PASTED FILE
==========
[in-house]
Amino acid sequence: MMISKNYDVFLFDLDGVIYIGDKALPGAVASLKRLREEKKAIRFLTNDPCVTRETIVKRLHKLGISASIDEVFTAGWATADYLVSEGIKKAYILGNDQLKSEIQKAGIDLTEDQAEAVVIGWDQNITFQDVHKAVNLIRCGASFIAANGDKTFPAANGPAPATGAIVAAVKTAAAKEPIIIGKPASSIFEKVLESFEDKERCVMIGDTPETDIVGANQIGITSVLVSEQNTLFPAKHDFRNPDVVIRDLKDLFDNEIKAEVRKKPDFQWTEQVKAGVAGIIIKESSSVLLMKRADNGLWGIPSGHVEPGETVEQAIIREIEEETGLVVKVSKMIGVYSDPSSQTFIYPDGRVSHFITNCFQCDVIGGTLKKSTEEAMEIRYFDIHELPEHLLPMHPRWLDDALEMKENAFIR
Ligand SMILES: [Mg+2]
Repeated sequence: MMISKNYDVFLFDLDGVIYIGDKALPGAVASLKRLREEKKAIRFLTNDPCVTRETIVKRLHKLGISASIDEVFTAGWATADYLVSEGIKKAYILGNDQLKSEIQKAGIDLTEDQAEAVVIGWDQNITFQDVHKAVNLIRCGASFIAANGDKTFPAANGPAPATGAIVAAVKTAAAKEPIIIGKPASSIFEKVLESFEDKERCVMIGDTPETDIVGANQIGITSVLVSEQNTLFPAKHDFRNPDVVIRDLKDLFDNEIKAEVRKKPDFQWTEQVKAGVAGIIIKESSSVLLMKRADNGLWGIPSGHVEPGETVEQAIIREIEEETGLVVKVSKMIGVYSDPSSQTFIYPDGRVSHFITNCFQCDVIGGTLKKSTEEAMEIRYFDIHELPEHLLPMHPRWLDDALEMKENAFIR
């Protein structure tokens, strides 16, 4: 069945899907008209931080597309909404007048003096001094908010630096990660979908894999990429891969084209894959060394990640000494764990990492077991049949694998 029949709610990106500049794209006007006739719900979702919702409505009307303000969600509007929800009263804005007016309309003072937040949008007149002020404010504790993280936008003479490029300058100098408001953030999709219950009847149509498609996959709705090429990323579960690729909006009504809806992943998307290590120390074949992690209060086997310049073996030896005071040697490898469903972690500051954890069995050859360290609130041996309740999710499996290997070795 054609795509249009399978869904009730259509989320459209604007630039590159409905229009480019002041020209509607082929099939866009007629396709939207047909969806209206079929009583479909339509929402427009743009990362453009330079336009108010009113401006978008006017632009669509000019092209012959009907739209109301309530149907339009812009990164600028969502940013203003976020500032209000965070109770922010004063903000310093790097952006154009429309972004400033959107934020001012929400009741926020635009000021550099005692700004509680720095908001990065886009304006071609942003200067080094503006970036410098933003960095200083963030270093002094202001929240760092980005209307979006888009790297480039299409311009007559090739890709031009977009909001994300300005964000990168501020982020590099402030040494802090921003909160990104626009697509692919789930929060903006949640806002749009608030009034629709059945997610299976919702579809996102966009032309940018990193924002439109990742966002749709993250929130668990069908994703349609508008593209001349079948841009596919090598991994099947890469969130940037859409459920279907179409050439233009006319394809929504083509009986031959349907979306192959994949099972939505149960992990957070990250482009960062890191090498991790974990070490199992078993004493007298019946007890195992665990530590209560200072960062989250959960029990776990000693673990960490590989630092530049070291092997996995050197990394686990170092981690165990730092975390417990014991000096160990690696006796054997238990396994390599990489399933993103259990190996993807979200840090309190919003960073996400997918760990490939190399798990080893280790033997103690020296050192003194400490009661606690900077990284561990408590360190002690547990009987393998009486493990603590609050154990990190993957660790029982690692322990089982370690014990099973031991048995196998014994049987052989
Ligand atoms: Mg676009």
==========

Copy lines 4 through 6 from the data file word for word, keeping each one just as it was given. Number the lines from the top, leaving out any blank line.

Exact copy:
Repeated sequence: MMISKNYDVFLFDLDGVIYIGDKALPGAVASLKRLREEKKAIRFLTNDPCVTRETIVKRLHKLGISASIDEVFTAGWATADYLVSEGIKKAYILGNDQLKSEIQKAGIDLTEDQAEAVVIGWDQNITFQDVHKAVNLIRCGASFIAANGDKTFPAANGPAPATGAIVAAVKTAAAKEPIIIGKPASSIFEKVLESFEDKERCVMIGDTPETDIVGANQIGITSVLVSEQNTLFPAKHDFRNPDVVIRDLKDLFDNEIKAEVRKKPDFQWTEQVKAGVAGIIIKESSSVLLMKRADNGLWGIPSGHVEPGETVEQAIIREIEEETGLVVKVSKMIGVYSDPSSQTFIYPDGRVSHFITNCFQCDVIGGTLKKSTEEAMEIRYFDIHELPEHLLPMHPRWLDDALEMKENAFIR
């Protein structure tokens, strides 16, 4: 069945899907008209931080597309909404007048003096001094908010630096990660979908894999990429891969084209894959060394990640000494764990990492077991049949694998 029949709610990106500049794209006007006739719900979702919702409505009307303000969600509007929800009263804005007016309309003072937040949008007149002020404010504790993280936008003479490029300058100098408001953030999709219950009847149509498609996959709705090429990323579960690729909006009504809806992943998307290590120390074949992690209060086997310049073996030896005071040697490898469903972690500051954890069995050859360290609130041996309740999710499996290997070795 054609795509249009399978869904009730259509989320459209604007630039590159409905229009480019002041020209509607082929099939866009007629396709939207047909969806209206079929009583479909339509929402427009743009990362453009330079336009108010009113401006978008006017632009669509000019092209012959009907739209109301309530149907339009812009990164600028969502940013203003976020500032209000965070109770922010004063903000310093790097952006154009429309972004400033959107934020001012929400009741926020635009000021550099005692700004509680720095908001990065886009304006071609942003200067080094503006970036410098933003960095200083963030270093002094202001929240760092980005209307979006888009790297480039299409311009007559090739890709031009977009909001994300300005964000990168501020982020590099402030040494802090921003909160990104626009697509692919789930929060903006949640806002749009608030009034629709059945997610299976919702579809996102966009032309940018990193924002439109990742966002749709993250929130668990069908994703349609508008593209001349079948841009596919090598991994099947890469969130940037859409459920279907179409050439233009006319394809929504083509009986031959349907979306192959994949099972939505149960992990957070990250482009960062890191090498991790974990070490199992078993004493007298019946007890195992665990530590209560200072960062989250959960029990776990000693673990960490590989630092530049070291092997996995050197990394686990170092981690165990730092975390417990014991000096160990690696006796054997238990396994390599990489399933993103259990190996993807979200840090309190919003960073996400997918760990490939190399798990080893280790033997103690020296050192003194400490009661606690900077990284561990408590360190002690547990009987393998009486493990603590609050154990990190993957660790029982690692322990089982370690014990099973031991048995196998014994049987052989
Ligand atoms: Mg676009």